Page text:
01 February 2003

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It's always either the lawyers' fault or the doctors' fault. Nobody seems to check out the insurance companies. I would be very interested in knowing if anyone has done a study to see if the downturn of the stock market and the insurance companies investments tracks with the rise in insurance rates.

I would be very interested in seeing what would happen if there was a movement to cap insurance profits.

Actually, I would agree that a cap on punitive damages on professionals would be acceptable as long as it was not extended to companies and corporations. A professional is unlikely to say "if I screw up twice a year, leading to two deaths, and maximum punitive damages are $100,000 each I can only put in five sutures in each patient (instead of 10) and I will earn $250,000 thereby making a greater profit." At least 3 of the four traditional professions (doctors, lawyers, clergy) have ethical (or higher) obligations which are supposed to stop that sort of analysis.** On the other hand, a company is quite capable of making this sort of analysis. Car manufacturers have to make this sort of analysis all the time (they are after all making big blocks of metal which travel at high rates of speed) and I would rather that they could not just factor in the twenty-five times a year that the new wundercar will explode because a left turn signal is on and someone rear-ends the car. I would prefer that they are worried about getting badly burnt by that one case so that they work to limit the risk of their exposure as much as possible (at least until GMC hires me).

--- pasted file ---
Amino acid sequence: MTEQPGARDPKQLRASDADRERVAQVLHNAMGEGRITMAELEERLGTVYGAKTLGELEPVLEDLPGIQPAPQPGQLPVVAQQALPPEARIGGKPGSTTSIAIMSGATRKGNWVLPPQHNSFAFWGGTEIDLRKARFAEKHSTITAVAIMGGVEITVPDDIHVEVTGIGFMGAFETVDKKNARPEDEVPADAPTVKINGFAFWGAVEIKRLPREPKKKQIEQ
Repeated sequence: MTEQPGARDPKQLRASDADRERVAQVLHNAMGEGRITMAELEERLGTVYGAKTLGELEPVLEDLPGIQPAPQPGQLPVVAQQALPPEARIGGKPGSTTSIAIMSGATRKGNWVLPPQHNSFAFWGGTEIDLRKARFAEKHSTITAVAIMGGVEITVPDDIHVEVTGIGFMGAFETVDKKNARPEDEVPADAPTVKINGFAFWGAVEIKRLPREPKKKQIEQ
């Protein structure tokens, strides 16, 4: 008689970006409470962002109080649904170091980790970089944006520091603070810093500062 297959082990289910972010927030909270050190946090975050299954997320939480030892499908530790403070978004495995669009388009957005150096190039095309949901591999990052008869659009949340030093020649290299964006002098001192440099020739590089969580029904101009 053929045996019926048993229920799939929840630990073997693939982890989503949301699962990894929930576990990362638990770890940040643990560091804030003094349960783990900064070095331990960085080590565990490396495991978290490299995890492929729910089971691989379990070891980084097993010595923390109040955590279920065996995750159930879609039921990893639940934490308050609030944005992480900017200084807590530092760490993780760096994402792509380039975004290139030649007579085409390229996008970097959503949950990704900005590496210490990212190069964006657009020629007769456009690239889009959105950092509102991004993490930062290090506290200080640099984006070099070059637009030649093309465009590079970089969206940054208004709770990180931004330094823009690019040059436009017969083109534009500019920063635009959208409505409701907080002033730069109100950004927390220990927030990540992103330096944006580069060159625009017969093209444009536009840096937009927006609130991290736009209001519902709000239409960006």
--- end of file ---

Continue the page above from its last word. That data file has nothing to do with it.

** Although a honest man must admit that in the end reality has to be factored in. As lawyer I cannot help anyone if my doors close because I push a single court-appointed case too far and put all my money into that case's experts and investigators.

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